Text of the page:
Lots of training fails simply because trainees don’t want to be there. They sit it out, give a smiley on the assessment sheet, get a ‘tick’ for attending, and that’s that.
Or it fails because the training isn’t any good. Or it doesn’t engage. Or it lacks relevance.
It’s understandable when training fails under such circumstances.
But many training programmes fail even when attendees have chosen to go, have invested time and money in it, are eager to learn. And when the training itself is interesting, informative, well-delivered, relevant, and inspiring.
Training fails when a ‘before’ and ‘after’ are not integral to the process. Without this, training is merely a middle without a beginning or end; Act 2 without Acts 1 and 3; an “aim” without a ready or a fire.
Without a ‘before’ & ‘after’, training is designed more for ease of teaching
than for effectiveness of learning.
This applies to any kind of training initiative – from a workforce upskilling programme, through to a one-day course taken by a solo entrepreneur.
How to avoid training failure?
BEFORE training, in the planning include a diagnostic of barriers you’re likely to meet. Barriers are a part of change, and change is at the heart of learning. By preparing for resistance ahead of time, you’re primed for change. Get ready for barriers before you set off, and you’re less likely to come off the rails when you meet them.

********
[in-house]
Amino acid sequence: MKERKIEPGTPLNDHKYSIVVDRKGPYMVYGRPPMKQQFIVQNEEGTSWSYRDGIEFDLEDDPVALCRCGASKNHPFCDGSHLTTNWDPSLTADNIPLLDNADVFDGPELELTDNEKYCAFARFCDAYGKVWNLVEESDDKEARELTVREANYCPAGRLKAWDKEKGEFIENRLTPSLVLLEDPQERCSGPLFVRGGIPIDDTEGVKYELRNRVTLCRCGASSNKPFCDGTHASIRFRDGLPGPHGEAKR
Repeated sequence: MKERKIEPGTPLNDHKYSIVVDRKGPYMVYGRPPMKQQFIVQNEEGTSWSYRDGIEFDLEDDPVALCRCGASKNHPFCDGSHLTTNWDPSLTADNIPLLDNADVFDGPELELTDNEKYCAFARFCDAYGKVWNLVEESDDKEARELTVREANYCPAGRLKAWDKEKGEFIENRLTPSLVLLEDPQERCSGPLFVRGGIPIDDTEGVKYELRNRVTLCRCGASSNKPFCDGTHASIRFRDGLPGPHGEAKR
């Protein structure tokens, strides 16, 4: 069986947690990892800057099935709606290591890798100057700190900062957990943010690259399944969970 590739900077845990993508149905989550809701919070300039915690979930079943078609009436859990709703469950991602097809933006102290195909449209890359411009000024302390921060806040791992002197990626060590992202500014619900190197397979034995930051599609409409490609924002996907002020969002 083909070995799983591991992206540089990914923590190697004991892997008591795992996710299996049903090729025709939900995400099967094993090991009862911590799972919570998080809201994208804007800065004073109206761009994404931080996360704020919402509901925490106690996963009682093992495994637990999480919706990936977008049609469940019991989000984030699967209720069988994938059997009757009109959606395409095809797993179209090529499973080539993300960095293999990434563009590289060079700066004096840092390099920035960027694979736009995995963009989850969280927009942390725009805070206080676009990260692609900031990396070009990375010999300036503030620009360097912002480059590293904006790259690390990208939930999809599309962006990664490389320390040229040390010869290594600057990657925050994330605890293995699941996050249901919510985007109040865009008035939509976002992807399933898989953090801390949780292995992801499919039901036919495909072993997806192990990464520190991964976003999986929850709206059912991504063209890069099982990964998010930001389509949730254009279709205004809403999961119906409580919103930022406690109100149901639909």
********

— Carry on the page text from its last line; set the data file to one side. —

AFTER training, put learning into practice consistently, over time. If not, it will go to waste – some say it’s as much as 90% within a year. That’s assuming it’s put into practice at all.
Experiential learning – learning through doing – is the only way to embed theory. Think about playing the piano – or specifically, scales! We can read about scales, we can have them explained to us, see diagrams, watch videos, find out about their structure, their use, their history. But none of that means anything, unless we play the scales.
The before and after aspects of training were always important. But when you’re concerned with developing C21st skills – soft skills – these aspects are essential. Without them, training might give you the theory, but you’ll be incapable of putting anything into practice.
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